The order, developed with the help of the Department of Labor, will give businesses, trade unions and other third parties more flexibility to develop “high-quality” technical education programs that could be eligible for expedited review by the Department of Labor, according to an administration official. It will also provide more funding and create a task force of business leaders to help promote the programs across new sectors, as well as assess the effectiveness of the job-training programs currently in place.
White House officials have pointed to 6 million job openings across the United States—the highest level since 1980, it says—and the 8.4 percent U-6 unemployment rate as illustrative of the skills gap in action. Americans want to work, but executives are having trouble finding workers with the appropriate skills to fill open positions, they say. Labor Secretary Alexander Acosta and Trump’s special adviser, daughter Ivanka Trump, have said this week that apprenticeship programs are a way to equip workers will the necessary training so these jobs don’t remain unfilled.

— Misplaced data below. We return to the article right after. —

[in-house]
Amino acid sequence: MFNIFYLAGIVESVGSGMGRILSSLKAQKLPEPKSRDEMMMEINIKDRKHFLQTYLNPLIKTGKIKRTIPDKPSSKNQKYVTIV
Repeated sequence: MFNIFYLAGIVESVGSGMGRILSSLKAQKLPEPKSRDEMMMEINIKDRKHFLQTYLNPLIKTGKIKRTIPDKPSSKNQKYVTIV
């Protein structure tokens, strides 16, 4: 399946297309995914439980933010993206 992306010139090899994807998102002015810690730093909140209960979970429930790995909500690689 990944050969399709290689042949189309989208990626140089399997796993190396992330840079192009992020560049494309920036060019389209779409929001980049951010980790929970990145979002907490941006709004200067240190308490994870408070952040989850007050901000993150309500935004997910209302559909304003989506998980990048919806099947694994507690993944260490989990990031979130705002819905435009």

Secretary Acosta said earlier this week business leaders have been eager to work with the administration on workforce development and indicated apprentices are in demand across the labor market. Amazon (AMZN), which currently offers a “career-choice” training program, expects its level of participants to double by the year 2020, according to Dave Clarke, the company’s SVP of Worldwide Operations.
Ivanka Trump met with business leaders Wednesday in a roundtable discussion on workforce development and one of the CEOs in attendance, Judith Marks of Siemens, told FOX Business the meetings with administration officials have been “very positive” and helpful for both sides. She also said it was important to implement these programs at the local—not federal—level because that allows businesses to work with community colleges to develop the appropriate curriculums.
Next week Congress will vote on the Perkins Act, which would increase appropriations for career-technical education programs to $1.23 billion by 2022 and return oversight authority from federal officials to local ones. The bill has enjoyed the support of lawmakers from both sides of the aisle.